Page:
“There is minimal supervision of supplements and dietary aids, and what’s on the label may not always be what’s in the product,” she says. “Some of these power bars or snacks that are part of these diets are highly processed.”

2. Fad diets rely on short-term changes over long-term habits.

Let’s say you’re attending a big event in a few weeks and want to lose weight beforehand. You may think that attempting a diet trend that promises rapid weight loss is at least worth a shot. However, you may be setting yourself up for a dangerous cycle.

“The problem with diets is that while people may lose weight, they will regain the weight they lost and more when they go off the diet,” Wegman says. “With rapid weight loss, you’re usually losing muscle mass, which affects your metabolism and makes it easier to continue to gain weight.”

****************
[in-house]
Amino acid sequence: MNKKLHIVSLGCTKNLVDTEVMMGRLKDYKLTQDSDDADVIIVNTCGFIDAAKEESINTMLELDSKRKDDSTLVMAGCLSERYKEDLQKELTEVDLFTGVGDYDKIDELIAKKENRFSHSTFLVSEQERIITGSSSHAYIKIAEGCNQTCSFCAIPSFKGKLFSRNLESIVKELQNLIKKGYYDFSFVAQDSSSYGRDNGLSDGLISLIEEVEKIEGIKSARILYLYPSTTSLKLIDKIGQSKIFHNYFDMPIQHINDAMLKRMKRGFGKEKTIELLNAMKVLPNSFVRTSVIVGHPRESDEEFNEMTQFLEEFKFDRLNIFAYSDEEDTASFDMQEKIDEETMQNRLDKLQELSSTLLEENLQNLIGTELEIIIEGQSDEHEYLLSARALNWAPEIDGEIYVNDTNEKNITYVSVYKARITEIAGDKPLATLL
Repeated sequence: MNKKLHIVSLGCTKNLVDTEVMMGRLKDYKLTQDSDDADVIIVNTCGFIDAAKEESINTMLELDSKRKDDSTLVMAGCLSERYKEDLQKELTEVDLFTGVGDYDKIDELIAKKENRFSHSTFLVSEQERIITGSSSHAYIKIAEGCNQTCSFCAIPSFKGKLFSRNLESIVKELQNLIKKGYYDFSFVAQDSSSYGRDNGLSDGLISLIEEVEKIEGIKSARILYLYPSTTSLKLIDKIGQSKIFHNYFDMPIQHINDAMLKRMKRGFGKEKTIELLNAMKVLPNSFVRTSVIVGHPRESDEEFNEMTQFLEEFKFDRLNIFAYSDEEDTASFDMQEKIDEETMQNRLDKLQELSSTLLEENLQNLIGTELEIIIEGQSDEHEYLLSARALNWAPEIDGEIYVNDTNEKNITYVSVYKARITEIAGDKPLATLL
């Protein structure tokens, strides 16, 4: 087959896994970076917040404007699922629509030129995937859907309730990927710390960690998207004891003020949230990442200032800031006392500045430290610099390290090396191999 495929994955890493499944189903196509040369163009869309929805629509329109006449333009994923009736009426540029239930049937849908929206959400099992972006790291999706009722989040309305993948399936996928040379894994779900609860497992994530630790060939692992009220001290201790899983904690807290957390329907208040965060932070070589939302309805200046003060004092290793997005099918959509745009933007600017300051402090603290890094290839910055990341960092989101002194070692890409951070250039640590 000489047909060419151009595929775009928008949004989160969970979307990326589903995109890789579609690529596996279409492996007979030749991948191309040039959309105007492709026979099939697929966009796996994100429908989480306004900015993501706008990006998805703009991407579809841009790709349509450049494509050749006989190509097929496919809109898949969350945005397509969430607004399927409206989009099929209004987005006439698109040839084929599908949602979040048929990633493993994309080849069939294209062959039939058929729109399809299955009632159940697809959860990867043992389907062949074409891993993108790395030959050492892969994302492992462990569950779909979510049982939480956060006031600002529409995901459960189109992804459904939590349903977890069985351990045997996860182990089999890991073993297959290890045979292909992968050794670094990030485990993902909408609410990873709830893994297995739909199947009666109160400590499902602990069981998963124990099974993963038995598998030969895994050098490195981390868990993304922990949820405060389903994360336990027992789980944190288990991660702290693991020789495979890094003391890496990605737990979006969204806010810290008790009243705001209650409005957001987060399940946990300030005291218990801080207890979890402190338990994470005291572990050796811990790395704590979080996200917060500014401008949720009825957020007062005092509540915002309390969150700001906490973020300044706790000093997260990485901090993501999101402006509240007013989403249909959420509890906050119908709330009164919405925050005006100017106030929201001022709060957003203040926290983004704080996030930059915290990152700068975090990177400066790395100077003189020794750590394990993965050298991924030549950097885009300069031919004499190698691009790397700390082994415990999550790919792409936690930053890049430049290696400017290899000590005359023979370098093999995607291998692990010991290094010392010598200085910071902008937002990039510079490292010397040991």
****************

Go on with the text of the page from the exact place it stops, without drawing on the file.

Wegman says the belly area is usually the first place you gain weight and the last place you lose it, so if you’ve been cycling through diets and seeing growth in your midsection, that may be why.

Instead of looking for short-term fixes, Wegman recommends taking sustainable steps to a long-term lifestyle by learning how to put together balanced, nutritious meals.

“Food fuels your body so you can live the life you want,” she says. “You should be able to enjoy food and benefit from what it can do for you. The best way to do that is being mindful about what you eat and honoring when you’re hungry and when you’re full.”

3. Fad diets don’t account for your specific situation.

We all process foods differently, and your body has specific nutritional needs. How can one diet plan possibly work for everyone? Spoiler: It can’t.

“Genetics controls a lot of your shape and size,” Wegman says. “You do have control over the foods you consume and the exercise you do, but some things can’t be changed. You need to have realistic expectations for what your body can do.”

A dietitian or doctor can help you understand your diet in the context of other lifestyle factors, which a fad diet may not consider. Fad diets tend to focus mostly on dietary changes and not on healthy habits such as exercising and drinking more water.